To Alleviate Confusion, LA Officials Give Color-Coded Parking Signs A Try
RENEE MONTAGNE, HOST:
And now to another American city, Los Angeles, where practically everyone has had a most irritating experience. You find one parking spot, but also maybe seven or eight signs telling you whether you can or cannot park there. Over the weekend, LA rolled out new parking signs that are supposed to be easier to understand. NPR's Sam Sanders has the story.
SARAH LITTLE: No stopping 7 a.m. to 9 a.m., 4 p.m. to 6 p.m., except Saturday and Sunday. That makes sense. Next sign says two-hour parking Monday through Friday, 9 a.m. to 4 p.m.
SAM SANDERS, BYLINE: Sarah Little is standing next to a parking spot in Downtown LA, reading the multiple parking signs for just one spot.
LITTLE: And there's the passenger loading zone from 8 p.m. to 3 a.m., but the green one has areas pointing both ways.
SANDERS: A double arrow, a single arrow.
This could change soon. The city of LA is trying out a new system, one sign instead of several. At a press conference, LA Mayor Eric Garcetti said it's much more straightforward.
(SOUNDBITE OF PRESS CONFERENCE)
MAYOR ERIC GARCETTI: Look at what day it is, look at what time it is and with easy color coding and easy graphics, you should know whether or not you can be there.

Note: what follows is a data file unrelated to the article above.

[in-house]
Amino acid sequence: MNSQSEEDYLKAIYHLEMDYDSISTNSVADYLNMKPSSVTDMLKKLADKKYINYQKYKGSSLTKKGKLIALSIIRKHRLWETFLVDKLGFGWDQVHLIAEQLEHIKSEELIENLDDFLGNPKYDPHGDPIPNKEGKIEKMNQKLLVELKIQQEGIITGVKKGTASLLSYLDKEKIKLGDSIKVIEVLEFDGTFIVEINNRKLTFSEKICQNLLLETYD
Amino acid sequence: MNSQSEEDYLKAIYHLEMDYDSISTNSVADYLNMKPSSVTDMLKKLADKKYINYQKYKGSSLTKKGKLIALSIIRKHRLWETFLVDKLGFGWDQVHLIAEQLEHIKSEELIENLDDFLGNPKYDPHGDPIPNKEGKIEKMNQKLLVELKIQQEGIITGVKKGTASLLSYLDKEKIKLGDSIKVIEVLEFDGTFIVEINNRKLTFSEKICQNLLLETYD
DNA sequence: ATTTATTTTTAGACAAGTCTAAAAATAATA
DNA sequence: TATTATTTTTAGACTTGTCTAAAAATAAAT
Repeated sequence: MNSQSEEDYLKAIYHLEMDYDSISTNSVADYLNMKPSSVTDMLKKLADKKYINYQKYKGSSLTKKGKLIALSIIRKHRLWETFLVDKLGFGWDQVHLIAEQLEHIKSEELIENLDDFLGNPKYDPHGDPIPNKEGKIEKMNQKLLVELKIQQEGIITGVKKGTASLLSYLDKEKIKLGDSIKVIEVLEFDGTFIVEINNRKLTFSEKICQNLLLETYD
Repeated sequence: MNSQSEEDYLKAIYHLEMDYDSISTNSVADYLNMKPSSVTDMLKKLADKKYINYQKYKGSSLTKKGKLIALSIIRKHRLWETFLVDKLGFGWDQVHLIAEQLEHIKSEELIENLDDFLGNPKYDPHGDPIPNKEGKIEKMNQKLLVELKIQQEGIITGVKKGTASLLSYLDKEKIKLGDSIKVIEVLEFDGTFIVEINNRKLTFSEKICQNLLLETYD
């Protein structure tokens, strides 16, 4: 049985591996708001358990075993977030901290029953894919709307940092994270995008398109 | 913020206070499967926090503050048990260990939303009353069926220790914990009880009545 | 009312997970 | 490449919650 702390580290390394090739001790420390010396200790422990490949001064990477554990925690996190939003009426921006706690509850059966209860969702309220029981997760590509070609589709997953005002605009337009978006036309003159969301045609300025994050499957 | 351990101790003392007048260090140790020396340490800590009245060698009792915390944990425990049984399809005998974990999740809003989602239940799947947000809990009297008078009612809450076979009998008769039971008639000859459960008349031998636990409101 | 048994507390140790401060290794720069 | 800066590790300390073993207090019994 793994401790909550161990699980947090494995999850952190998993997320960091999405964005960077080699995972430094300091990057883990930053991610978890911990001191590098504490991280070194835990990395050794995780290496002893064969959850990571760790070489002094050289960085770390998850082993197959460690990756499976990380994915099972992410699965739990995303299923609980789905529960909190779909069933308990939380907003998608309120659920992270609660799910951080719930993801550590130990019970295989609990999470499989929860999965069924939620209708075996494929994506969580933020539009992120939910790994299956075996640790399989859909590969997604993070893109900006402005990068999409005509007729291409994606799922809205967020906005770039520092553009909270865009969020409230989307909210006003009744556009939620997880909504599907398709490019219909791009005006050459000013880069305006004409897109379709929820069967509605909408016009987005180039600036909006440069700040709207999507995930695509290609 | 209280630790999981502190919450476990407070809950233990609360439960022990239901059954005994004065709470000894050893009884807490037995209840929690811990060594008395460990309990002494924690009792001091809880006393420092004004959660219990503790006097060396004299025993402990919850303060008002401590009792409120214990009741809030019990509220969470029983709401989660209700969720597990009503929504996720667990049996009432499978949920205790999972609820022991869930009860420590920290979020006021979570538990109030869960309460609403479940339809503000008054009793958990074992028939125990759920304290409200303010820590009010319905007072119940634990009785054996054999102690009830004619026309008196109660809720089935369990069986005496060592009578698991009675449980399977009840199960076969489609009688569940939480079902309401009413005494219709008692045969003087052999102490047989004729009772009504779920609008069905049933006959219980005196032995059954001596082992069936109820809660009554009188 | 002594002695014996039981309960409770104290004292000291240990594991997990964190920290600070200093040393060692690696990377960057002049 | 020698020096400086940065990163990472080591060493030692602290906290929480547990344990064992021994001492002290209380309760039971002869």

SANDERS: The new signs are grids. Each day has a column. Hour by hour, it's color-coded, telling you when you can park. If it's green, you're good to go. If it's red, you can't park. If a day's column is black, it's a loading zone during that time. Sarah Little and I try to decipher one of the new grids.
LITTLE: Is one this way? This is Monday through Friday, Saturday and Sunday...
SANDERS: No, no, no. Wait.
LITTLE: ...And this side over here is different?
SANDERS: Oh, for these, yeah. See the arrows for - so different sections.
LITTLE: Oh, see, that would be confusing.
SANDERS: Some people I talked with said the signs have some promise, but Little was not impressed.
LITTLE: So, yeah, they're both just as confusing as each other.
SANDERS: So this is not better.
SANDERS: She says the best fix for parking signs in LA would be one simple button.
LITTLE: I would be able to come up here and, like, press a button. Can I park here and for how long? Even if it was like an app on your phone, like this little thing. Can I park here? Boop. Nope.
SANDERS: Well, LA hasn't signed on to that just yet, but the city's put up about a hundred of those new parking grids downtown for a six-month trial run. Sam Sanders, NPR News.
MONTAGNE: This is MORNING EDITION from NPR News. I'm Renee Montagne.
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